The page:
Professor Visvader said understanding the hierarchy and development of breast cells was critical to identifying the cells that give rise to breast cancer, and how and why these cells become cancerous. “Without knowing the precise cell types in which breast cancer originates, we will continue to struggle in our efforts to develop new diagnostics and treatments for breast cancer, or developing preventive strategies,” Professor Visvader said.
Previous research from the institute team had already implicated some of these immature breast cells in cancer development. “In 2009, we showed that luminal progenitor cells, the daughters of breast stem cells, were the likely cell of origin for the aggressive BRCA1-associated basal breast cancers,” Professor Visvader said. “The meticulous work of Anne and Nai Yang, using state-of-the-art three-dimensional imaging, has significantly improved our understanding of normal breast development and will have future applications for breast cancer.”
The project should settle a debate that has been raging in the scientific field, confirming that breast stem cells were ‘true’ stem cells capable of renewing themselves and making all the cells of the mammary gland.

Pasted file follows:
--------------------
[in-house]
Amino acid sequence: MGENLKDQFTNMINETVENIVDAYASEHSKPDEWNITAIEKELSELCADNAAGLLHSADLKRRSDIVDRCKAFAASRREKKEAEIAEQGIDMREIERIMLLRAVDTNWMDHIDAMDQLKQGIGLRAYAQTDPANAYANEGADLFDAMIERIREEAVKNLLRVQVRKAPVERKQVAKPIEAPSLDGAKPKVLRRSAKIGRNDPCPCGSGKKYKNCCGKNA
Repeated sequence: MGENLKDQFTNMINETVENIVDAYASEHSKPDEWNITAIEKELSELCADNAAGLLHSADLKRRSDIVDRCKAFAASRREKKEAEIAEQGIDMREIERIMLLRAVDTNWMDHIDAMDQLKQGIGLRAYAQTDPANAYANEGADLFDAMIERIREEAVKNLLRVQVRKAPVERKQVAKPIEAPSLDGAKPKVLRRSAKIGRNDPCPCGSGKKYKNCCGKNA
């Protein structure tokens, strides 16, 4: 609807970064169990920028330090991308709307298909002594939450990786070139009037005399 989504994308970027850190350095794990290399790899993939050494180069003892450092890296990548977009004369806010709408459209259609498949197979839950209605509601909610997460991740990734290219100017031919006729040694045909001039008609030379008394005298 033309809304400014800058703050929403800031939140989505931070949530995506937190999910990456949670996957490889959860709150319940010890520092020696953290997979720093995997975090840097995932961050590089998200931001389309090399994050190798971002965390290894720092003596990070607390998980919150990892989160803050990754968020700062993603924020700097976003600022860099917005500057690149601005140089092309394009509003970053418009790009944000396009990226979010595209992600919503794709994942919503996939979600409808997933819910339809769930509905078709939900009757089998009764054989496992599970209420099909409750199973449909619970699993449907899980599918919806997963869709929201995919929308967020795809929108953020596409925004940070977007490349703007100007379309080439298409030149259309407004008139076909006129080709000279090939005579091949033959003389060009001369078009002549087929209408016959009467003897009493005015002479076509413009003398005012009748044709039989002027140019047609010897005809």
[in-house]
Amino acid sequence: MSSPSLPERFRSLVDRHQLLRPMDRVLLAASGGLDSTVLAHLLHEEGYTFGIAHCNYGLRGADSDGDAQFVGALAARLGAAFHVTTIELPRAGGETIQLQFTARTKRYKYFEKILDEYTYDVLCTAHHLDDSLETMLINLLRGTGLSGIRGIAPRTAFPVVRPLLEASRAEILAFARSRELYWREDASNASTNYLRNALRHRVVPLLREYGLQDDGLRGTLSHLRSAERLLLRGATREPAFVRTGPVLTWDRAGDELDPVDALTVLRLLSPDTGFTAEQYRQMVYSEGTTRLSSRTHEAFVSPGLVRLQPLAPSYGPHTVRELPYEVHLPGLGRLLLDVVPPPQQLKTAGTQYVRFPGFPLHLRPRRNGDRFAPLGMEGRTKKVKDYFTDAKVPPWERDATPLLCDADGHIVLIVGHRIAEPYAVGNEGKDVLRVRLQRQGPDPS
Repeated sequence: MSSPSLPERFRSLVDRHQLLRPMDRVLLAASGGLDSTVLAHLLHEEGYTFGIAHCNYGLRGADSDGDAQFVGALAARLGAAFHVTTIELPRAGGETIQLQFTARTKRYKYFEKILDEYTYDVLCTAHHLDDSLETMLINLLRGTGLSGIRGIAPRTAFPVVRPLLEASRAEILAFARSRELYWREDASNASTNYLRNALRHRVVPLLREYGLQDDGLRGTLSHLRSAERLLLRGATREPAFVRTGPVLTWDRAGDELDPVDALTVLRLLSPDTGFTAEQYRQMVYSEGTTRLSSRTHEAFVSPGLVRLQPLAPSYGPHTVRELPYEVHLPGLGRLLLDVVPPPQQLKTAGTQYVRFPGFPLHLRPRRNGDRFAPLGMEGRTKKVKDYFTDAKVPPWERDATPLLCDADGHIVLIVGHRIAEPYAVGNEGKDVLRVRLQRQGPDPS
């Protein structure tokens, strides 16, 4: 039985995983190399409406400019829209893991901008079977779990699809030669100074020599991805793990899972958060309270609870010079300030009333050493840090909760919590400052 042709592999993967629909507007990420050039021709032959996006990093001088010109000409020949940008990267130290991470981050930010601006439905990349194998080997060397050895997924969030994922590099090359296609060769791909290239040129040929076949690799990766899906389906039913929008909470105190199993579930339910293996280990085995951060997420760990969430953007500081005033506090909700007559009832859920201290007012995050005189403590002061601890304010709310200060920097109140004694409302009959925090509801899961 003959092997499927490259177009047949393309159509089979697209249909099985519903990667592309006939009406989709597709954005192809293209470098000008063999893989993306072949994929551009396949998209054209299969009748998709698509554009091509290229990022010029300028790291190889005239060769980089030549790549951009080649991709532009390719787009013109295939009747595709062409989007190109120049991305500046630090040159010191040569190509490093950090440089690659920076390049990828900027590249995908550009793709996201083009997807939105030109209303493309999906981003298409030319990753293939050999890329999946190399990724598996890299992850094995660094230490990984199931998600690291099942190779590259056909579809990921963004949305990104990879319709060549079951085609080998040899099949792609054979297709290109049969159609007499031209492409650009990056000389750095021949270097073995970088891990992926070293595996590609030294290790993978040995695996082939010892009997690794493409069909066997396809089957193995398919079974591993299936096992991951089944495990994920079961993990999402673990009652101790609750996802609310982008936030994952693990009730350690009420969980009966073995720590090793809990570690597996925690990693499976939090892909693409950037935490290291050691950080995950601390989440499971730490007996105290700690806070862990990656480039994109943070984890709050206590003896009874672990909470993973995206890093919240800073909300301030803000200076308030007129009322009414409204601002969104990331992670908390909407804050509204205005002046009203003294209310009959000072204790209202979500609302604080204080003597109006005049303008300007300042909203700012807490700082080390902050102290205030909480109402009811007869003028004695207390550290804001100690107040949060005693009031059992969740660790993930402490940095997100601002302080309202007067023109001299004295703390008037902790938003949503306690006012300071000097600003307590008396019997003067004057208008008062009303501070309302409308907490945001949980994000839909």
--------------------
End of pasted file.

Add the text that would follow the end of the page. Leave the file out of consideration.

“Our team was amongst the first to isolate ‘renewable’ breast stem cells,” Professor Visvader said. “However the existence of a common stem cell that can create all the cells lining the breast ducts has been a contentious issue in the field. In this study we’ve proven that ancestral breast stem cells function in puberty and adulthood and that they give rise to all the different cell types that make up the adult breast.”
The research project was supported by the Australian National Health and Medical Research Council, Victorian Government, Australian Cancer Research Foundation, Qualtrough Research Fund, National Breast Cancer Foundation and Cure Cancer Australia.

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Old 01-27-2014, 03:30 PM
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Default Engineers teach old chemical new tricks to make cleaner fuels, fertilizers

http://esciencenews.com/articles/201...ls.fertilizers